Suicide is never an option for the Absurd man, much like the leap of faith, it is acceptance at its extreme, it would be a way of going along with our absurd condemnation, by implicitly affirming that life is really intolerably absurd and that suicide is our only option.
The contrary of suicide is man condemned to death, in constant lucidity of his own absurd nature with the passionate flames of human revolt. This recognition gives life meaning, as we are truly free “to live without appeal“, as he puts it, a philosophical move to define absolutes and universals subjectively, rather than objectively.
“The only way to deal with an unfree world is to become so absolutely free that your very existence is an act of rebellion.”
He draws from the absurd three consequences: revolt, freedom and passion. Essentially, man is his own end. And he is his only end. If he aims to be something, it is in this life:
“The flames of earth are surely worth celestial perfumes.”
So, where does the title The Myth of Sisyphus come from?
Camus associates our condemnation to the absurd to the mythological character of Sisyphus, a man condemned by the gods to a lifetime of rolling a boulder up a hill, a back-breaking and gruelling labour, only to reach the top of the hill and have the boulder inevitably roll back down to the bottom for him to start all over again, condemned to a lifetime of pain and anguish and working hard only to have his efforts be completely futile in the end.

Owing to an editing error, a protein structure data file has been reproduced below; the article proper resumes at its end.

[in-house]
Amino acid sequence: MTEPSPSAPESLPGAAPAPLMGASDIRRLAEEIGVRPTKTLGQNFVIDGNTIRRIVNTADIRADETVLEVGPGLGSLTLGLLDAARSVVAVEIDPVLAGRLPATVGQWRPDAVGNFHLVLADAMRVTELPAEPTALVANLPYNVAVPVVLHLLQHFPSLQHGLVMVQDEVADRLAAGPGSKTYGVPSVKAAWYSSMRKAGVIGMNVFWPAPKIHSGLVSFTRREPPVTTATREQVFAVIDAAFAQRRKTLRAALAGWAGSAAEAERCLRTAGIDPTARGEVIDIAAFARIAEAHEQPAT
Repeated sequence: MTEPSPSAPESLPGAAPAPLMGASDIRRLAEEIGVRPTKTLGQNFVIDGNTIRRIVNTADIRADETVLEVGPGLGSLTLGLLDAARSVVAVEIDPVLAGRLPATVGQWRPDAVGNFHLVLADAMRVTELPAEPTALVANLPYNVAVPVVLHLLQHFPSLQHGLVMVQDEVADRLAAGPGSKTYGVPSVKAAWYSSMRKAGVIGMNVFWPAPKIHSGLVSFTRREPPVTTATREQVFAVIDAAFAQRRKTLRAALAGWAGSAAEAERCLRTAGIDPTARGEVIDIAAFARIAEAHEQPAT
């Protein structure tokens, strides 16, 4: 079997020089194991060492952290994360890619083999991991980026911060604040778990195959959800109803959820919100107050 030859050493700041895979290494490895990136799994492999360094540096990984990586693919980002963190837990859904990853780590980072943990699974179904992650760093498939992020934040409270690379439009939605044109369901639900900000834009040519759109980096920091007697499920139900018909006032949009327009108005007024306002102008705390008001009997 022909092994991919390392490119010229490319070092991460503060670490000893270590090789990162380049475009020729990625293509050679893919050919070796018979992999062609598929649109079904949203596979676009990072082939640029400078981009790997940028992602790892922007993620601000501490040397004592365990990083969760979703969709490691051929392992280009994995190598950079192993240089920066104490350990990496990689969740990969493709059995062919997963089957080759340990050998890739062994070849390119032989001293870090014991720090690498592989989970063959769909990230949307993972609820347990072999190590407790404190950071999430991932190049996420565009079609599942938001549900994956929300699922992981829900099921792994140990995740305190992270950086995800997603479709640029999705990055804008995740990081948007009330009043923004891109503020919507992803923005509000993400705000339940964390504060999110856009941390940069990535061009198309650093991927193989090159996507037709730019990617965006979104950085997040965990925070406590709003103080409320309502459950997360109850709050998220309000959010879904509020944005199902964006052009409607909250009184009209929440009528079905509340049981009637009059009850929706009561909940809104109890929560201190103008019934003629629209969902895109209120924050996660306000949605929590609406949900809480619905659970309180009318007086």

It isn’t the repetitive and futile nature of human existence per se that makes it absurd. What really makes our human existence absurd is our consciousness of our Sisyphean condemnation when we avoid the trap of philosophical suicide.
In perhaps one of his most celebrated quotes, Camus states that:
“The struggle itself towards the heights is enough to fill a man’s heart. One must imagine Sisyphus happy.”
Camus adds that there may be a moment when Sisyphus is walking back down the hill when he is briefly free, when he is “superior to his fate. He is stronger than his rock“. Sisyphus then, is both a prisoner and rebel.
Unlike many existentialists, Camus is an earth-loving and sensitive man who loves his native home of Algeria: its sunlight, nature and the beauty of the race. At the end of the book, he writes short essays such as the Summer in Algiers where he states:
“For if there is a sin against life, it consists perhaps not so much in despairing of life as in hoping for another life and in eluding the implacable grandeur of this life.”
And Return to Tipasa, where he writes:
“In the middle of winter, I at last discovered that there was in me an invincible summer.“
“There is thus a will to live without rejecting anything of life, which is the virtue I honor most in this world.”
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Greatest Philosophers In History | Albert Camus
Camus gave rise to Absurdism. He is also considered to be an Existentialist.
This video explores his main ideas: The Absurd, Revolt and Rebellion, as well as his most notable works: The Stranger, The Myth of Sisyphus, The Rebel, The Plague, and The Fall.
He received the Nobel Prize in Literature in 1957.